Kim: It is communication with the listing broker. Many brokers wait until offer review day to have fun, but if they wait until offer review day, the broker is completely overwhelmed. You know, they can be sitting with three to 15 deals on their desk or in their computer, and they’re basically trying to tick the boxes, right? They are looking for the best price and the best conditions for their seller. And they don’t necessarily take into account the level of professionalism of the buyer’s broker. Pricing and terms are surely key, but it’s common to view the buyer’s broker as a tiebreaker when comparing offers. So having a good idea of ​​who will be the best broker to complete the multitude of steps up to closing seamlessly, with someone who can easily go through a bump with some grace, I think that’s is incredibly important because our market is just too fast-paced to align with people we don’t have mutual respect for.

When the bidding wars get out of hand

Kim: We’ve probably represented a seller with about 15 bids and a buyer with about 25. We haven’t actually seen this ourselves, but I’ve heard of people competing with 35-40 bids…. Our ads, the highest was around 15 percent above ask. For buyers, I think the high we hit was 30 percent above demand. And I’m actually 15 percent satisfied. I think the reason we don’t get 25 deals is because I think we tend to list them in what I would call the sweet spot. We don’t recommend listing the perfect spot to induce that insane energy below, because if you list something at $ 500,000 that is worth $ 800,000, you’ll get 30 offers, right? I don’t want to promote this.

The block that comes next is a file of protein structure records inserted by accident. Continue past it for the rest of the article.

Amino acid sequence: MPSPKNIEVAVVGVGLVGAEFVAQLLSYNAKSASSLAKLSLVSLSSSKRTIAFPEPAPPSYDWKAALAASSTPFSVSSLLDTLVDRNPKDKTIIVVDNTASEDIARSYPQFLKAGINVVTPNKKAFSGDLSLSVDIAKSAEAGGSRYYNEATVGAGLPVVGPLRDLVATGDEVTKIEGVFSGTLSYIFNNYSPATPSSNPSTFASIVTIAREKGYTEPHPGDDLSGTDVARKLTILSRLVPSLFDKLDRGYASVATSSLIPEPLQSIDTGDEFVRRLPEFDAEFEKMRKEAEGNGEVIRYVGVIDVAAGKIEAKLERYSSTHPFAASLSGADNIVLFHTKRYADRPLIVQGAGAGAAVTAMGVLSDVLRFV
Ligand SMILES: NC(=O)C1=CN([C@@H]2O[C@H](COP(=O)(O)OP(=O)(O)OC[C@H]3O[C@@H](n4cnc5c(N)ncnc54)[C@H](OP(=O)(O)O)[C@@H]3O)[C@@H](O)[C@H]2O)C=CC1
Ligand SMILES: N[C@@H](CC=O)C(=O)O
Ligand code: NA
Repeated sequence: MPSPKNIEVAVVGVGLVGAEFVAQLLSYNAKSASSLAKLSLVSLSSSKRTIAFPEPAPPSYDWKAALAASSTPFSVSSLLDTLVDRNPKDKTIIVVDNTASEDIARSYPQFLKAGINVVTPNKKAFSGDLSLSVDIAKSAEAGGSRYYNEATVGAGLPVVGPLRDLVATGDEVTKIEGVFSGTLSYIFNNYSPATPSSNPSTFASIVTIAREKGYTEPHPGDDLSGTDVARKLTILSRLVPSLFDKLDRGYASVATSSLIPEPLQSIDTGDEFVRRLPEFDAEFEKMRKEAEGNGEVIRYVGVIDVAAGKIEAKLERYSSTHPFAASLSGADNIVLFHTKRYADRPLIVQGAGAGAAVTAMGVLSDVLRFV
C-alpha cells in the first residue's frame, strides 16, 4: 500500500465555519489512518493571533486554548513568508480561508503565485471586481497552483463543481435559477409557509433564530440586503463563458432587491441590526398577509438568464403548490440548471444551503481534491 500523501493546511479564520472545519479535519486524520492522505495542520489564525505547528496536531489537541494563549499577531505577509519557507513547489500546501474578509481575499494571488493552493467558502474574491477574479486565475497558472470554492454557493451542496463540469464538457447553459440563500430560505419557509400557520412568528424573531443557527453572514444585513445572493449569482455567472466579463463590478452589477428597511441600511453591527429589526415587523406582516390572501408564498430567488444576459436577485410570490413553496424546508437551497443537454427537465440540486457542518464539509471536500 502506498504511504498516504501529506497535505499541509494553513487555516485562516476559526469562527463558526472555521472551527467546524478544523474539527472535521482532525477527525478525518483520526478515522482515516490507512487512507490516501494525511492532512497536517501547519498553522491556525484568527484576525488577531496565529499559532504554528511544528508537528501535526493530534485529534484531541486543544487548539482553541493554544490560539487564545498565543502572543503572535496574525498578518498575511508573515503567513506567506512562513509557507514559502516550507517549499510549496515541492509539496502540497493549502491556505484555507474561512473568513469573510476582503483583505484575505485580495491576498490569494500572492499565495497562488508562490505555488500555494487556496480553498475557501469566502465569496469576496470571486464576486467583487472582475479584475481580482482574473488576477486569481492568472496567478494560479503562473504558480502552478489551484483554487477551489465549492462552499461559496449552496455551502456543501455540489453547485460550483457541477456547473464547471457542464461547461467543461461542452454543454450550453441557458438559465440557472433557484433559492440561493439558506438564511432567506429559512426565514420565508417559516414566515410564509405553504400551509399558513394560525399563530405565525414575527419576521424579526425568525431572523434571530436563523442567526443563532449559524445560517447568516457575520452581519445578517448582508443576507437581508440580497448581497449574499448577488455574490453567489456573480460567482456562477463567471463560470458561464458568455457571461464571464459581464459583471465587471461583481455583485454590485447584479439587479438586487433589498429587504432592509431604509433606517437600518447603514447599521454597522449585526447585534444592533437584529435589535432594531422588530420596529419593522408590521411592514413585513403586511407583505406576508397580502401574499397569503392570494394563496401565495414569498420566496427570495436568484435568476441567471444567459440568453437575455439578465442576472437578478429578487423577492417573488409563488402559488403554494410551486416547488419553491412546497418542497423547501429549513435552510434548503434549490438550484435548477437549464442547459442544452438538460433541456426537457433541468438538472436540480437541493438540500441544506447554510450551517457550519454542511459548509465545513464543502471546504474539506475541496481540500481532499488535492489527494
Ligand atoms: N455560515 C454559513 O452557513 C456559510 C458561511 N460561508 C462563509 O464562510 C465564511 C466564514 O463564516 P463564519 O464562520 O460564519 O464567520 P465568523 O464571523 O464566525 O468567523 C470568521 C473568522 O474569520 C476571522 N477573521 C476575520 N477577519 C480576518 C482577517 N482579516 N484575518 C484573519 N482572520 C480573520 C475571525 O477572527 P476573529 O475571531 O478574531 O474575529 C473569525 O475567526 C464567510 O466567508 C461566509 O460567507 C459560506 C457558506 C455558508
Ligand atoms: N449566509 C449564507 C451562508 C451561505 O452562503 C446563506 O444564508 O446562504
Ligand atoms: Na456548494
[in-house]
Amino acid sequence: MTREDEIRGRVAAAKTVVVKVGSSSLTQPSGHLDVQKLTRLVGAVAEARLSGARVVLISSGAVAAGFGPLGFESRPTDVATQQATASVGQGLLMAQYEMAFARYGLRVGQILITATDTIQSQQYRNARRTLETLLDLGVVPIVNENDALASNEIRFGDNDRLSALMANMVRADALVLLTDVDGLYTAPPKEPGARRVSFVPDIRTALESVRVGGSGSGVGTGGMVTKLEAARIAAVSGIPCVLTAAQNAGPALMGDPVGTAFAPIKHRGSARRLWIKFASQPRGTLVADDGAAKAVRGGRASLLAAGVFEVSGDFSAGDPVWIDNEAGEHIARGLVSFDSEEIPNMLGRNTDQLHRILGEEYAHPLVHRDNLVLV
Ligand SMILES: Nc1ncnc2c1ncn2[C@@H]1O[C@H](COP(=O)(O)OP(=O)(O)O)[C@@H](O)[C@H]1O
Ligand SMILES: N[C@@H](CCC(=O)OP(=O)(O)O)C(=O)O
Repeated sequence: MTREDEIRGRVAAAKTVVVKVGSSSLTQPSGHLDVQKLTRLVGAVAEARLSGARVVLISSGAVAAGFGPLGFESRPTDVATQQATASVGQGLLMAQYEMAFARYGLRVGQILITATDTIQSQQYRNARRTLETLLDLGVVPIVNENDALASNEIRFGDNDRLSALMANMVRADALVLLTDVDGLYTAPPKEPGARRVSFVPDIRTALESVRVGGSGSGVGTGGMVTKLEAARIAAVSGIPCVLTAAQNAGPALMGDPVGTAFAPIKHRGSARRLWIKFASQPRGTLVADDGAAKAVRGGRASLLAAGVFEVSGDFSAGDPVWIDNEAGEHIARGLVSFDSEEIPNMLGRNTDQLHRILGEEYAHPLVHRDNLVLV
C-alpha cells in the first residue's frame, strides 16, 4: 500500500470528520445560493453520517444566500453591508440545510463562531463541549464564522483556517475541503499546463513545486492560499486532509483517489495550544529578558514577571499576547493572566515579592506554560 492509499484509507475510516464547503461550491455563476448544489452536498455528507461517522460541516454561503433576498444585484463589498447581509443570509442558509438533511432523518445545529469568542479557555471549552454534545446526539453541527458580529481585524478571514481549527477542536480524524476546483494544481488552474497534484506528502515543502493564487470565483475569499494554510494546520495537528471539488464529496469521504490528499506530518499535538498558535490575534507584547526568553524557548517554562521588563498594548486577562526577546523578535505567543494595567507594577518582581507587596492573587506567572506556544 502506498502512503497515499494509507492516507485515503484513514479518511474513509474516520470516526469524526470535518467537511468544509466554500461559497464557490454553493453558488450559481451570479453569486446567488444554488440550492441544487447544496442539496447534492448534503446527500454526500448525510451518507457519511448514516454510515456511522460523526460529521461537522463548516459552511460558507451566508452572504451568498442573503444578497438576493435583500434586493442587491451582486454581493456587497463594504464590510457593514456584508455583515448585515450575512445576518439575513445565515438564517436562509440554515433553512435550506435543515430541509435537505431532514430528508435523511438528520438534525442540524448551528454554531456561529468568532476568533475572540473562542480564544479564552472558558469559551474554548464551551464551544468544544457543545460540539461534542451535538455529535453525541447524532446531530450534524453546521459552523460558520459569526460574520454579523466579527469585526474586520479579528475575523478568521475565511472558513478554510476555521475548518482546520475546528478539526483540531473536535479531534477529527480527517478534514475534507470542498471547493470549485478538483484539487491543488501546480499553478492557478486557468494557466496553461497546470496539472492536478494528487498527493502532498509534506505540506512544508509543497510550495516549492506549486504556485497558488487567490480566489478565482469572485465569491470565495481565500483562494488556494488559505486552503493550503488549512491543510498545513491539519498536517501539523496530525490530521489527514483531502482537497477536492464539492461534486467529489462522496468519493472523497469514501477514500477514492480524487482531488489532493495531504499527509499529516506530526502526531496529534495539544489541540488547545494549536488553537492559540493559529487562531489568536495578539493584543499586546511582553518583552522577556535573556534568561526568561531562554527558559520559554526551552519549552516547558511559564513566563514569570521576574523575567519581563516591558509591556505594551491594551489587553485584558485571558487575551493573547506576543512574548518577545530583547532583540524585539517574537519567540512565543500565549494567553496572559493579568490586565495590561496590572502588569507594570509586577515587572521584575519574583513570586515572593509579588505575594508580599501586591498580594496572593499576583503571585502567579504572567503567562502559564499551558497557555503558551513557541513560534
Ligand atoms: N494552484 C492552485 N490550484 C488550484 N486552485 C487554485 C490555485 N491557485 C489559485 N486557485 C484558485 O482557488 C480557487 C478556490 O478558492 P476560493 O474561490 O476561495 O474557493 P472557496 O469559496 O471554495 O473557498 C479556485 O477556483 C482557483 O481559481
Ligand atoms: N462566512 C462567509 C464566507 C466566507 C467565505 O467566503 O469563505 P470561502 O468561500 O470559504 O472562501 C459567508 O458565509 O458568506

What they predict will be Seattle’s next red light district

Kim: I would say the Central District and Beacon Hill near the new light rail on Rainier, then the International District and Northgate and Maple Leaf in Victory Heights and Licton Springs. On the other side, I would say White Center and South Park. All this because of transport and the proximity of shops and services that will be nearby or which are currently nearby.

Where they think the Seattle real estate market trends are heading

Kim: I think we’re back to a normal summer market, a very, very busy summer market. But last summer, there didn’t seem to be an end in sight. There hasn’t been that kind of typical slowdown as we head into July and August. In what I would call our cyclical market, it tends to calm down as we move into July and decrease more as we move into August, then rise again in September, then begin to calm down again. as we head into late October and mid-November before Thanksgiving. And then we see a gradual slope again, in January, then the spring months are usually very busy. I think we are seeing a more normal market trend for the summer. But I think we’ll be back in increased sales in September.

The real estate clients they try to avoid

Kim: What is interesting is that our clients usually come from direct referrals. And direct referrals tend to attract another like-minded person. They might not have the same personality, they might not have the same background or what have you, but they tend to be nice people. Nice people tend to refer nice people. It’s very rare that we have someone who isn’t smart, collaborative, and kind. It is very rare that we have a client that is Jekyll and Hyde. But every once in a while you have Jekyll and all of a sudden you have Hyde. And that’s when your professional experience becomes incredibly more important in navigating these really difficult situations. But, you know, we try really hard to avoid the jerks.